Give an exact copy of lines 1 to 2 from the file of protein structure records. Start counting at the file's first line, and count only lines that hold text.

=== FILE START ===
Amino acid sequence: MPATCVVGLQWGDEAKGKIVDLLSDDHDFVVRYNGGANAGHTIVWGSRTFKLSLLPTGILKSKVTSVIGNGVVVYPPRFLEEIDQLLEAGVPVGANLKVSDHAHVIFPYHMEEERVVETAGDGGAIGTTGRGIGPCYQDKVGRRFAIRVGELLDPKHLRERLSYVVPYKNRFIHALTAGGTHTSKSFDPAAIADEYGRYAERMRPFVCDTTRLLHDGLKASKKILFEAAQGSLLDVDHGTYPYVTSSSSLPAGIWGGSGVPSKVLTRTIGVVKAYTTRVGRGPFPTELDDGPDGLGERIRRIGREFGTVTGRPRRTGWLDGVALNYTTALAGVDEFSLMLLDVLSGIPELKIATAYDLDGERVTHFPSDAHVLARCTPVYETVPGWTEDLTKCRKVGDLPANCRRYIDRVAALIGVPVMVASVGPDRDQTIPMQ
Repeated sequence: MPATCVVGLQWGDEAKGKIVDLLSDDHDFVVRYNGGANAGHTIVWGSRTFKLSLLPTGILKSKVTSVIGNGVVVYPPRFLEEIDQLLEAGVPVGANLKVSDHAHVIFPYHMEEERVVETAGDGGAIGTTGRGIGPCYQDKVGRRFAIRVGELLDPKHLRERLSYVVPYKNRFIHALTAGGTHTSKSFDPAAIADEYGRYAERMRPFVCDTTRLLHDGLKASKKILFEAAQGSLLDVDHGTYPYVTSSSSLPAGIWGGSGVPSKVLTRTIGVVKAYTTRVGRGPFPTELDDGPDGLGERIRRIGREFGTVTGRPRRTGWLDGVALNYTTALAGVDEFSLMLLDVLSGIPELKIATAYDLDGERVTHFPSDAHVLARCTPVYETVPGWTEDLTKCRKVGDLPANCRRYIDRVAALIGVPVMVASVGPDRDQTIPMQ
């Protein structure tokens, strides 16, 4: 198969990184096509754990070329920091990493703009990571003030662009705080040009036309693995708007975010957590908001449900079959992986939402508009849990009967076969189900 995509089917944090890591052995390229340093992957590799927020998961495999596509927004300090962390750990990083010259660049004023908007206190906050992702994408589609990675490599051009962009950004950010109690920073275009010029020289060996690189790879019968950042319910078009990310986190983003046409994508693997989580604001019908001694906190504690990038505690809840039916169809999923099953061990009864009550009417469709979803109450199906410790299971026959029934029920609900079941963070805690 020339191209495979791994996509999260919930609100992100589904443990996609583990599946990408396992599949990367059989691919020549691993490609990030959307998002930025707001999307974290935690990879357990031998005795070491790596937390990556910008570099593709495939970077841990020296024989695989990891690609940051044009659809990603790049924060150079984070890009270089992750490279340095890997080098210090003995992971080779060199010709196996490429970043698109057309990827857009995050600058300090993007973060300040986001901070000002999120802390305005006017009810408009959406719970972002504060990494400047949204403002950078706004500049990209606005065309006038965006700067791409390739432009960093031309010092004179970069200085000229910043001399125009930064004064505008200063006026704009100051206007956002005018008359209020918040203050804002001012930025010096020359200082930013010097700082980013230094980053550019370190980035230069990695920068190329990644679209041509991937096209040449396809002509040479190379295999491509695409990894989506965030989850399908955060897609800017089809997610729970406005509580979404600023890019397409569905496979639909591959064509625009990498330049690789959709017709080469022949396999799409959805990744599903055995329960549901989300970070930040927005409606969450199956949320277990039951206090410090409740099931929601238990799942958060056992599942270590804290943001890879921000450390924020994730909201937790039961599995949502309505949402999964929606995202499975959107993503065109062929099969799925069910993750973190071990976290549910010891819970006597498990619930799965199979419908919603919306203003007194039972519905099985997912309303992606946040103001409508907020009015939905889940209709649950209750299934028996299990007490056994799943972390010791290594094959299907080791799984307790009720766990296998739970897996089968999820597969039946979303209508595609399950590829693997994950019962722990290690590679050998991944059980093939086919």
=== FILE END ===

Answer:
Amino acid sequence: MPATCVVGLQWGDEAKGKIVDLLSDDHDFVVRYNGGANAGHTIVWGSRTFKLSLLPTGILKSKVTSVIGNGVVVYPPRFLEEIDQLLEAGVPVGANLKVSDHAHVIFPYHMEEERVVETAGDGGAIGTTGRGIGPCYQDKVGRRFAIRVGELLDPKHLRERLSYVVPYKNRFIHALTAGGTHTSKSFDPAAIADEYGRYAERMRPFVCDTTRLLHDGLKASKKILFEAAQGSLLDVDHGTYPYVTSSSSLPAGIWGGSGVPSKVLTRTIGVVKAYTTRVGRGPFPTELDDGPDGLGERIRRIGREFGTVTGRPRRTGWLDGVALNYTTALAGVDEFSLMLLDVLSGIPELKIATAYDLDGERVTHFPSDAHVLARCTPVYETVPGWTEDLTKCRKVGDLPANCRRYIDRVAALIGVPVMVASVGPDRDQTIPMQ
Repeated sequence: MPATCVVGLQWGDEAKGKIVDLLSDDHDFVVRYNGGANAGHTIVWGSRTFKLSLLPTGILKSKVTSVIGNGVVVYPPRFLEEIDQLLEAGVPVGANLKVSDHAHVIFPYHMEEERVVETAGDGGAIGTTGRGIGPCYQDKVGRRFAIRVGELLDPKHLRERLSYVVPYKNRFIHALTAGGTHTSKSFDPAAIADEYGRYAERMRPFVCDTTRLLHDGLKASKKILFEAAQGSLLDVDHGTYPYVTSSSSLPAGIWGGSGVPSKVLTRTIGVVKAYTTRVGRGPFPTELDDGPDGLGERIRRIGREFGTVTGRPRRTGWLDGVALNYTTALAGVDEFSLMLLDVLSGIPELKIATAYDLDGERVTHFPSDAHVLARCTPVYETVPGWTEDLTKCRKVGDLPANCRRYIDRVAALIGVPVMVASVGPDRDQTIPMQ